Posted by John Scalzi

Hey, did you know I’m currently writing a novel? I am! It’s called Head On, and it’s coming out in ten months. Also, it’s not done yet, and the deadline is real soon now. I need to make some real progress on it in the next few weeks or else my editor will give me highly disapproving looks. Which would be no good. My problem is that whenever I make any real progress and take a break to see what’s going on in the news, it looks like this:

 

And, well. That’s not great for my focus.

The world is not going to stop being like this anytime in the near future, alas, but I still need to get my work done, and soon.

So: From now until the book is done, my plan is to avoid the news as much as possible, and also, to the extent I do see news, to avoid writing about it in any significant detail. Tweets? Maybe. 1,000+ word posts here? Probably not.

Note that I’m going to fail in avoiding the news entirely — I live in the world, and next week I’ll be at Denver Comic Con, which means that at the very least in the airport CNN is going to come at me, and anyway whichever way the Senate plan to murder the ACA falls out, I’m pretty sure I’m gonna know about it. Be that as it may I’m going to make an effort to keep as much of it out of my brain as possible.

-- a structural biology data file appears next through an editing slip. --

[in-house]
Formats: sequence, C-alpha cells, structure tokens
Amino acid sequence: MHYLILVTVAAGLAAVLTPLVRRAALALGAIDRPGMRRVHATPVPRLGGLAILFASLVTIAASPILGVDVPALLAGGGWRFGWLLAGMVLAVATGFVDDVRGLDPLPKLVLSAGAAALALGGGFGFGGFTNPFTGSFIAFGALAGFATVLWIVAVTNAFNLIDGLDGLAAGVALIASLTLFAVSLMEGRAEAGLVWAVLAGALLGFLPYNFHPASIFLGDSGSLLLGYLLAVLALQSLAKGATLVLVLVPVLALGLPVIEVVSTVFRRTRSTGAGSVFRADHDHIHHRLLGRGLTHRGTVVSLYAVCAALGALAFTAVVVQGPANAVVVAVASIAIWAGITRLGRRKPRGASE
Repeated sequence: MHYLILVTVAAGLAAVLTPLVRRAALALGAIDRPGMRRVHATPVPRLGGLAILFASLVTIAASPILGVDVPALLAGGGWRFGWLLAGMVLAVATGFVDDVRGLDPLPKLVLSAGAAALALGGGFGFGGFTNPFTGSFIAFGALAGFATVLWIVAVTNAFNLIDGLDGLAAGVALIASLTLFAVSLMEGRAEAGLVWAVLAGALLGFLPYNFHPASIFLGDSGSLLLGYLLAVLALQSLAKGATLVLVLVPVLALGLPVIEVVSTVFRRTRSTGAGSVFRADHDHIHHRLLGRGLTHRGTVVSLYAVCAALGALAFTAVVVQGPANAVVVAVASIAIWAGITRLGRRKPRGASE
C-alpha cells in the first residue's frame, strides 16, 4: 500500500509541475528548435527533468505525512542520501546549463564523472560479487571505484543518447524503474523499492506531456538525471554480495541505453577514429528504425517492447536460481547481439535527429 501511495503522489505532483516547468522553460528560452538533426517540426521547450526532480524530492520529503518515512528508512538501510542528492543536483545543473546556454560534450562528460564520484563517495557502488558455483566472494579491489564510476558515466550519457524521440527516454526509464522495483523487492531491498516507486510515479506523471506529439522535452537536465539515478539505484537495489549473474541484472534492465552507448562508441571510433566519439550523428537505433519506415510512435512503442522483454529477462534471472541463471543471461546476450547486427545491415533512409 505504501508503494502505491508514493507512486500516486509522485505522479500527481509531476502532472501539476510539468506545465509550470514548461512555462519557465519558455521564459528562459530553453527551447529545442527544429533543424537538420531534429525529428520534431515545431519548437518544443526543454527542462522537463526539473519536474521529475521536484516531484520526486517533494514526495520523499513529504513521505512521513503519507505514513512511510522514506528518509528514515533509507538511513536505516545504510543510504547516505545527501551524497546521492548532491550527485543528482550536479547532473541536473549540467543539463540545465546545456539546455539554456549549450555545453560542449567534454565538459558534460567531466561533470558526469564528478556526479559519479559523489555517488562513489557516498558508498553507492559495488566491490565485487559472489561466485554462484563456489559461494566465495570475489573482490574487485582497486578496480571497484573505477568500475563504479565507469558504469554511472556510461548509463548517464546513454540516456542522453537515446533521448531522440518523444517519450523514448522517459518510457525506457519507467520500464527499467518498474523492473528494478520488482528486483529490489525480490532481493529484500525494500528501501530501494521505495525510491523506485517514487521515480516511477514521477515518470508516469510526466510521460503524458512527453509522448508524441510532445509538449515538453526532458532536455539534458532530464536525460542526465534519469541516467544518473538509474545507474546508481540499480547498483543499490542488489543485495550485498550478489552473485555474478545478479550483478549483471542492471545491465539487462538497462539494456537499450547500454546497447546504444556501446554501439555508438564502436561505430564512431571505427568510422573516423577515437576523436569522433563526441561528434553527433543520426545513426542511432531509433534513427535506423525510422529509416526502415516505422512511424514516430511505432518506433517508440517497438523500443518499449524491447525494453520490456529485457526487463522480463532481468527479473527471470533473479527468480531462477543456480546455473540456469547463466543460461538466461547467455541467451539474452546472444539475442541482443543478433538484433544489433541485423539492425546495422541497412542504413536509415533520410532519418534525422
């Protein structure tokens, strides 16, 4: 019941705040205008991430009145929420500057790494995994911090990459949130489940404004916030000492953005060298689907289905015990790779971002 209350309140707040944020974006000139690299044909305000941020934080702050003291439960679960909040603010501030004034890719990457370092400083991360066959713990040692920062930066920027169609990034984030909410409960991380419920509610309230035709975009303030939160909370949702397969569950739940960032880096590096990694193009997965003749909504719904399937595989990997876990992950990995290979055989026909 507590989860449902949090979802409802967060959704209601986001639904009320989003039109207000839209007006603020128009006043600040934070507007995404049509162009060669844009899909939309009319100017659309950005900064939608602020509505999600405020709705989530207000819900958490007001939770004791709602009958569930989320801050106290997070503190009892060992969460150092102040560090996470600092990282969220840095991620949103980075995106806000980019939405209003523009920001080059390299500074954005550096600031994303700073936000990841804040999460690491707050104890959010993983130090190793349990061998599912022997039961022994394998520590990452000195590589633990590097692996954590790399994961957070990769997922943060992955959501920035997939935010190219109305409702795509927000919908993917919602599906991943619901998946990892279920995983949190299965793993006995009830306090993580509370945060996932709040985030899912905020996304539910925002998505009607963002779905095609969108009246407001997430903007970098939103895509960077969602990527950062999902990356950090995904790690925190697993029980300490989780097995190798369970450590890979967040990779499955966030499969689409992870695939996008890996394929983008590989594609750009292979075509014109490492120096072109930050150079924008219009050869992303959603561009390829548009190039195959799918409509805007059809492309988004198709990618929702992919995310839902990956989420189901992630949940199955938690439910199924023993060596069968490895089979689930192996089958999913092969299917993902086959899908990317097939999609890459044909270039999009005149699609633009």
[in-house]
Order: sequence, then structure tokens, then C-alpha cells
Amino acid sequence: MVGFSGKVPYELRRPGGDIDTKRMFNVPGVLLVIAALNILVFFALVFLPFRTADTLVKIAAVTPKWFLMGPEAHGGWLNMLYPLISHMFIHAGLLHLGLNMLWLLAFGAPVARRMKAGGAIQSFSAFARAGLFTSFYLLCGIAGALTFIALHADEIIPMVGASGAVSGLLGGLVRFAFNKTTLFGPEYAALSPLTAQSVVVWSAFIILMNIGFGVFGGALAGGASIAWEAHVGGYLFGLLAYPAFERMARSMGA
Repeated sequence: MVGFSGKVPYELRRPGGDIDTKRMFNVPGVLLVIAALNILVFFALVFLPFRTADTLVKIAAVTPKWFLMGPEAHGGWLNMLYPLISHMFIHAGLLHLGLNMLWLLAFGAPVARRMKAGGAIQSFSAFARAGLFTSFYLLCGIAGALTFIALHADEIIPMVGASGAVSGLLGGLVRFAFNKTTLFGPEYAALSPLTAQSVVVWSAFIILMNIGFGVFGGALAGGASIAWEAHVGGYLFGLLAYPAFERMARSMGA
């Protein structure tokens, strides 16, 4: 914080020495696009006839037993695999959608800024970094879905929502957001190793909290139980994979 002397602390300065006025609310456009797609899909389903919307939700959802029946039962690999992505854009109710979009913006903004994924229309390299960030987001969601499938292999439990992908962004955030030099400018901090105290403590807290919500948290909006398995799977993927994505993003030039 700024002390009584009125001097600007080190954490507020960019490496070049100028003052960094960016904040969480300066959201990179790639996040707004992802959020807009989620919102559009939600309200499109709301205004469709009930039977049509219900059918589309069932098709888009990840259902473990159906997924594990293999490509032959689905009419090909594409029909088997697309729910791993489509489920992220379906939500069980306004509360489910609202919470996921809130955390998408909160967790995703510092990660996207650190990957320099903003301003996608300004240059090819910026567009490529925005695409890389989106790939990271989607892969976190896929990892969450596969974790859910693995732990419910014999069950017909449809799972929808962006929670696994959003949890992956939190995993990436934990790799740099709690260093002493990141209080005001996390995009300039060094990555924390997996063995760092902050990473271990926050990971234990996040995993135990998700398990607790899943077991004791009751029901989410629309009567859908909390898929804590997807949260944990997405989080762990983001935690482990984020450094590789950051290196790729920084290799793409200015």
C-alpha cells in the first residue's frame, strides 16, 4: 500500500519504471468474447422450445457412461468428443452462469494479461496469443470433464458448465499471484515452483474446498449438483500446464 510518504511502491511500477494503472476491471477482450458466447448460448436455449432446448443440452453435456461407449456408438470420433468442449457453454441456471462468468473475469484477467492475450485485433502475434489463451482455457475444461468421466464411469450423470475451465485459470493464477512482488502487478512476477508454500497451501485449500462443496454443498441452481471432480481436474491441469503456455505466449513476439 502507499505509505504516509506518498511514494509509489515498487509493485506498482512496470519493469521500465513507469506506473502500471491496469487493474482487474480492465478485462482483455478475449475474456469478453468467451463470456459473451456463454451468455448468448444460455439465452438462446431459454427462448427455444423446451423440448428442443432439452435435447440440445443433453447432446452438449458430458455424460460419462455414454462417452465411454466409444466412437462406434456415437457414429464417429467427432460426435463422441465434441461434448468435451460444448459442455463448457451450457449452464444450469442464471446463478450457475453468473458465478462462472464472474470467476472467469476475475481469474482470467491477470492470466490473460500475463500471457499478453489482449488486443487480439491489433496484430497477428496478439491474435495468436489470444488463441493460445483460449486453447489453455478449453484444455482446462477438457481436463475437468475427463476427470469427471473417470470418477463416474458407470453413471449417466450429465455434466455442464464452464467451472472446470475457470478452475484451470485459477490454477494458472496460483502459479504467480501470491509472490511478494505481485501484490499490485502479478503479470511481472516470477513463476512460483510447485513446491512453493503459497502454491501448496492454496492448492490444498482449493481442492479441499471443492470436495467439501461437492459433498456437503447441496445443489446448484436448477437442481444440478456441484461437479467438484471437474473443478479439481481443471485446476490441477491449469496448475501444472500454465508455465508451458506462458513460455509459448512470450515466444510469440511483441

Incidentally, yes, just in case you were wondering, this is confirmation that at least one of your favorite writers — me! — finds it hard to get work done in these days of the world being on fire. “The art of the Trump era is going to be so lit!” people have said. Dudes, when you’re worried about friends losing access to health care and American democracy being dug out from below because the general GOP attitude to the immense corruption and bigotry of the Trump administration is “lol, as long as we get to kick the poor,” just to list two things about 2017, the creative process is harder to get into, and stay inside of. I’m not the only one I know who is dealing with this right now.